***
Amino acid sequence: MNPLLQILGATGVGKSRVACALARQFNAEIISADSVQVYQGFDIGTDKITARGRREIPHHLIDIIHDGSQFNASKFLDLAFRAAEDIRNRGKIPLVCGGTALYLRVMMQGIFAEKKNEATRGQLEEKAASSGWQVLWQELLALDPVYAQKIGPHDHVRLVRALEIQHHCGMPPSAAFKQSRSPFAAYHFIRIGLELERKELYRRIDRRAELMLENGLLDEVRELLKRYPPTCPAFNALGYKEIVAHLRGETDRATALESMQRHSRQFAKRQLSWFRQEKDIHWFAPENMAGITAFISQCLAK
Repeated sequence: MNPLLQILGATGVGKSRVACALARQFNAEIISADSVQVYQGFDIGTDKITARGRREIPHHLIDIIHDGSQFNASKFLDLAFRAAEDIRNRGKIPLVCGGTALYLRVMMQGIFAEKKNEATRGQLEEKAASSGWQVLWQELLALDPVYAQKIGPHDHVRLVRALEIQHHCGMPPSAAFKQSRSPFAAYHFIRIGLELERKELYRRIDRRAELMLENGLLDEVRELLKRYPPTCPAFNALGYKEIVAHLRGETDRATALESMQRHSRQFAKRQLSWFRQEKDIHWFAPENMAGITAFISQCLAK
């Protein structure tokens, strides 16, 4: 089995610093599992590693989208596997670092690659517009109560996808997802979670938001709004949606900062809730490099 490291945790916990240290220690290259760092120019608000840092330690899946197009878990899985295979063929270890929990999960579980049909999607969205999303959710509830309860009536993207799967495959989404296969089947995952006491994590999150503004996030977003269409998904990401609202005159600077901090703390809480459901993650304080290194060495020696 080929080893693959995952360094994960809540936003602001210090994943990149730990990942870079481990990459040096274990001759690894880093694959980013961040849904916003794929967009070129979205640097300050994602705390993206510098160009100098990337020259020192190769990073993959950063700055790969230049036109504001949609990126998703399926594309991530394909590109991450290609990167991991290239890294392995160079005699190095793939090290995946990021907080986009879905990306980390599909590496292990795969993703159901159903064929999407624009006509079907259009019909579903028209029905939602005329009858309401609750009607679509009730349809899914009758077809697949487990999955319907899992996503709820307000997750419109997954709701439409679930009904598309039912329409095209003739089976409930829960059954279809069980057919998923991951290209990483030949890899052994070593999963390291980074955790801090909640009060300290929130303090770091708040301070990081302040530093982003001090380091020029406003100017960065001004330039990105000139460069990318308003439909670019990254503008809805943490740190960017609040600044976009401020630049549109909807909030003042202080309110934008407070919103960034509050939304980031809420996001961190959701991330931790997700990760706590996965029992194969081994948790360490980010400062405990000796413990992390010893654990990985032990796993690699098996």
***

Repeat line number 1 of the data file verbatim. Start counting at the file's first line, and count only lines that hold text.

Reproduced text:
Amino acid sequence: MNPLLQILGATGVGKSRVACALARQFNAEIISADSVQVYQGFDIGTDKITARGRREIPHHLIDIIHDGSQFNASKFLDLAFRAAEDIRNRGKIPLVCGGTALYLRVMMQGIFAEKKNEATRGQLEEKAASSGWQVLWQELLALDPVYAQKIGPHDHVRLVRALEIQHHCGMPPSAAFKQSRSPFAAYHFIRIGLELERKELYRRIDRRAELMLENGLLDEVRELLKRYPPTCPAFNALGYKEIVAHLRGETDRATALESMQRHSRQFAKRQLSWFRQEKDIHWFAPENMAGITAFISQCLAK